CHARLESTON, W.Va. — The attorney representing the Appalachian Children’s Chorus indicated Tuesday the organization is in financial dire straights after a former employee admitted to embezzlement.

Jacqueline Portillo, 51, of Hurricane pleaded guilty to four felony counts of embezzlement in Kanawha County Circuit Court Monday. The former employee admitted stealing $97,500 from the chorus using credit cards and bank accounts and then falsifying records to cover up the missing funds. She engaged in the embezzlement over a period of seven years from March 2010 until August 2017. The missing funds were discovered after she left the organization.

“The money as far as we can tell, according to her is gone,” said Charleston lawyer J.B. Akers who represents the chorus in the case. “It’s not like she has 15 or 20 thousand dollars around to pay back. It’s all been spent.”

Akers became involved soon after learning about the embezzlement from those within the organization. He said the chorus has been quietly working to get the money back, but fully cooperated with the Kanawha County prosecuting attorney as well in a separate investigation by the state. The chorus receives some state budget money every year, but the bulk of their operating funds come from donations.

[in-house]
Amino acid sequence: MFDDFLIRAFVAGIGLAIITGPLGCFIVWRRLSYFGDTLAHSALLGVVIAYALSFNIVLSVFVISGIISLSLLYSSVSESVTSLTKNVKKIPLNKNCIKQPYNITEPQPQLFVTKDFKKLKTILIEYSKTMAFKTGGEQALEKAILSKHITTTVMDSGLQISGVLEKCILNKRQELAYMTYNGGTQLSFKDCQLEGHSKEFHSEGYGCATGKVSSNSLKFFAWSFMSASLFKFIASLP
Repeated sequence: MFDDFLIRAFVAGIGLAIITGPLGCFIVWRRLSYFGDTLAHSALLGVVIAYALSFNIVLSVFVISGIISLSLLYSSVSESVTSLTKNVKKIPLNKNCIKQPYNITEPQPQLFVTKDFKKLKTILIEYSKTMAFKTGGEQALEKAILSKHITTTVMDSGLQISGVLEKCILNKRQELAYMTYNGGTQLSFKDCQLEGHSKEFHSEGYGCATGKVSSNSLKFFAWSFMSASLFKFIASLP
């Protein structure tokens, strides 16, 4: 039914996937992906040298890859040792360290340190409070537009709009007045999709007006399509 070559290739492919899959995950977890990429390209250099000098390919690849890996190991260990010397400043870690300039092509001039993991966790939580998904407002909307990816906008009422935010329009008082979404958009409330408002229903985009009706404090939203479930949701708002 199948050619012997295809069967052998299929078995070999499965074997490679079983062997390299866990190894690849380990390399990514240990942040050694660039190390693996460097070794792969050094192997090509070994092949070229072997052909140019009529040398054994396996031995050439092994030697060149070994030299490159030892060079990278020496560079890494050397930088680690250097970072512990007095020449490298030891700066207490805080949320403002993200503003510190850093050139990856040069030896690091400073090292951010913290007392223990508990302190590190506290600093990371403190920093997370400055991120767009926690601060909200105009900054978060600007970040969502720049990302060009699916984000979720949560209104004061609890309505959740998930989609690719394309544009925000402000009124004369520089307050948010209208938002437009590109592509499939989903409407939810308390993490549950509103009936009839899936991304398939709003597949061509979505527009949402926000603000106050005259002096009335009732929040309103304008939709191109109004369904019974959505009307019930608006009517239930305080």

“Most kids in this chorus are subsidized,” said Akers. “These aren’t a bunch of well to do kids who pay and travel around with this chorus. A lot of these kids come from very challenging backgrounds. The chorus uses their resources to give these children a better life and experiences they would otherwise not have.”

Although Portillio is facing prison time when she is sentenced July 30 the bigger question is how the chorus rebounds from the extreme loss. Akers said generosity will go a long way toward helping.

“These are kids who if the chorus didn’t support them, they’d have no chance to be a part of it. This money they’ve lost in this theft is crippling and they are in jeopardy right now,” he said. “If they can get some support from the community, even a donation of ten dollars or whatever amount you could send to help them out they could sure use it right now.”


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